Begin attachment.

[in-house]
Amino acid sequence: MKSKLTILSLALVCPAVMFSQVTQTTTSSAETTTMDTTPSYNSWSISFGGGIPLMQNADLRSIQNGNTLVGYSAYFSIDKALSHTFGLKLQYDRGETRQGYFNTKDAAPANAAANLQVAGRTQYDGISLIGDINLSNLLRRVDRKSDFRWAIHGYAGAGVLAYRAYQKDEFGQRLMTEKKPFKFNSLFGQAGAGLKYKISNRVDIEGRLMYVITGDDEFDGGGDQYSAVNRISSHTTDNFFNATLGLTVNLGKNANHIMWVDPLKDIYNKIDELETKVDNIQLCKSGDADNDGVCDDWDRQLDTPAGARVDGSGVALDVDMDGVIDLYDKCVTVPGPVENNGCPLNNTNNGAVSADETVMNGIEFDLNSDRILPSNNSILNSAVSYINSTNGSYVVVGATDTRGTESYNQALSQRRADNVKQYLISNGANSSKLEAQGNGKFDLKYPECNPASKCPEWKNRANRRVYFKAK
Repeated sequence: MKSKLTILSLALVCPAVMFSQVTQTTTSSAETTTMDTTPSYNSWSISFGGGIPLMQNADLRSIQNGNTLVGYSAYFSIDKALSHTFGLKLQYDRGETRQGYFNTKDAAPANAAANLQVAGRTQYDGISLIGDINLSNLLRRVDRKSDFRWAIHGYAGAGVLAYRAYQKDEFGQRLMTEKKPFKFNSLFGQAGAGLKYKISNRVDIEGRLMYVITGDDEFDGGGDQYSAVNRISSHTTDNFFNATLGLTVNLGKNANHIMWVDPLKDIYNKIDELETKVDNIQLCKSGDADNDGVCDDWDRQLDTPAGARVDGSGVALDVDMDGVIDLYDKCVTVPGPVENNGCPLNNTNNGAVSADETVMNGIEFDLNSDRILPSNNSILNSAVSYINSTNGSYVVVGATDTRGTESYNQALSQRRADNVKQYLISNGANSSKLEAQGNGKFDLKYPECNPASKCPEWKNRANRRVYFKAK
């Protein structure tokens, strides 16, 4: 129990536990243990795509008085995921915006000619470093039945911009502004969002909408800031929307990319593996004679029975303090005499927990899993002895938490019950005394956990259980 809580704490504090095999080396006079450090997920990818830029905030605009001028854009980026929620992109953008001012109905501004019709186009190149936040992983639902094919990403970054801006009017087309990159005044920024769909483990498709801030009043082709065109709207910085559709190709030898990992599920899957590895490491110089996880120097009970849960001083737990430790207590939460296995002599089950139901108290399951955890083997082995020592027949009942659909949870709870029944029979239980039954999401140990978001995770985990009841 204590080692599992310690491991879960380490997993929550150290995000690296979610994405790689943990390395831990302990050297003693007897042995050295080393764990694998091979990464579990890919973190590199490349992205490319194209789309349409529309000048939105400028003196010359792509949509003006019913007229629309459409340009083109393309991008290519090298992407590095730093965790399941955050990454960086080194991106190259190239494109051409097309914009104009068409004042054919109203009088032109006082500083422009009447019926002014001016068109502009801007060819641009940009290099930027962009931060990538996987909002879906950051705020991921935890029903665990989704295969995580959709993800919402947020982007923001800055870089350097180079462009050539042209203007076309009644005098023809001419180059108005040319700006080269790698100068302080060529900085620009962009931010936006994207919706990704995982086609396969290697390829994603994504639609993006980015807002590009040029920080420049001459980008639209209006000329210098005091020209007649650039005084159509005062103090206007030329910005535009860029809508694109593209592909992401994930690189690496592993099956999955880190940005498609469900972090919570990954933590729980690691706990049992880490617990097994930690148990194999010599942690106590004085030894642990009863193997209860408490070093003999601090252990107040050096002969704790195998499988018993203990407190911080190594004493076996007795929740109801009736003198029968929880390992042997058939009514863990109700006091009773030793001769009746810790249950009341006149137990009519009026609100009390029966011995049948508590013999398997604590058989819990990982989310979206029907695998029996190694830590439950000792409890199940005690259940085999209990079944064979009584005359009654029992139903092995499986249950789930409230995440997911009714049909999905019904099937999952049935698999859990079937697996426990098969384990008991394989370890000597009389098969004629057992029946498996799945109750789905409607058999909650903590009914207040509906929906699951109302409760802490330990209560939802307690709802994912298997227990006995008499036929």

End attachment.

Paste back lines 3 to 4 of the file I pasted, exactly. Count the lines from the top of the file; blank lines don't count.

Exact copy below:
Repeated sequence: MKSKLTILSLALVCPAVMFSQVTQTTTSSAETTTMDTTPSYNSWSISFGGGIPLMQNADLRSIQNGNTLVGYSAYFSIDKALSHTFGLKLQYDRGETRQGYFNTKDAAPANAAANLQVAGRTQYDGISLIGDINLSNLLRRVDRKSDFRWAIHGYAGAGVLAYRAYQKDEFGQRLMTEKKPFKFNSLFGQAGAGLKYKISNRVDIEGRLMYVITGDDEFDGGGDQYSAVNRISSHTTDNFFNATLGLTVNLGKNANHIMWVDPLKDIYNKIDELETKVDNIQLCKSGDADNDGVCDDWDRQLDTPAGARVDGSGVALDVDMDGVIDLYDKCVTVPGPVENNGCPLNNTNNGAVSADETVMNGIEFDLNSDRILPSNNSILNSAVSYINSTNGSYVVVGATDTRGTESYNQALSQRRADNVKQYLISNGANSSKLEAQGNGKFDLKYPECNPASKCPEWKNRANRRVYFKAK
């Protein structure tokens, strides 16, 4: 129990536990243990795509008085995921915006000619470093039945911009502004969002909408800031929307990319593996004679029975303090005499927990899993002895938490019950005394956990259980 809580704490504090095999080396006079450090997920990818830029905030605009001028854009980026929620992109953008001012109905501004019709186009190149936040992983639902094919990403970054801006009017087309990159005044920024769909483990498709801030009043082709065109709207910085559709190709030898990992599920899957590895490491110089996880120097009970849960001083737990430790207590939460296995002599089950139901108290399951955890083997082995020592027949009942659909949870709870029944029979239980039954999401140990978001995770985990009841 204590080692599992310690491991879960380490997993929550150290995000690296979610994405790689943990390395831990302990050297003693007897042995050295080393764990694998091979990464579990890919973190590199490349992205490319194209789309349409529309000048939105400028003196010359792509949509003006019913007229629309459409340009083109393309991008290519090298992407590095730093965790399941955050990454960086080194991106190259190239494109051409097309914009104009068409004042054919109203009088032109006082500083422009009447019926002014001016068109502009801007060819641009940009290099930027962009931060990538996987909002879906950051705020991921935890029903665990989704295969995580959709993800919402947020982007923001800055870089350097180079462009050539042209203007076309009644005098023809001419180059108005040319700006080269790698100068302080060529900085620009962009931010936006994207919706990704995982086609396969290697390829994603994504639609993006980015807002590009040029920080420049001459980008639209209006000329210098005091020209007649650039005084159509005062103090206007030329910005535009860029809508694109593209592909992401994930690189690496592993099956999955880190940005498609469900972090919570990954933590729980690691706990049992880490617990097994930690148990194999010599942690106590004085030894642990009863193997209860408490070093003999601090252990107040050096002969704790195998499988018993203990407190911080190594004493076996007795929740109801009736003198029968929880390992042997058939009514863990109700006091009773030793001769009746810790249950009341006149137990009519009026609100009390029966011995049948508590013999398997604590058989819990990982989310979206029907695998029996190694830590439950000792409890199940005690259940085999209990079944064979009584005359009654029992139903092995499986249950789930409230995440997911009714049909999905019904099937999952049935698999859990079937697996426990098969384990008991394989370890000597009389098969004629057992029946498996799945109750789905409607058999909650903590009914207040509906929906699951109302409760802490330990209560939802307690709802994912298997227990006995008499036929």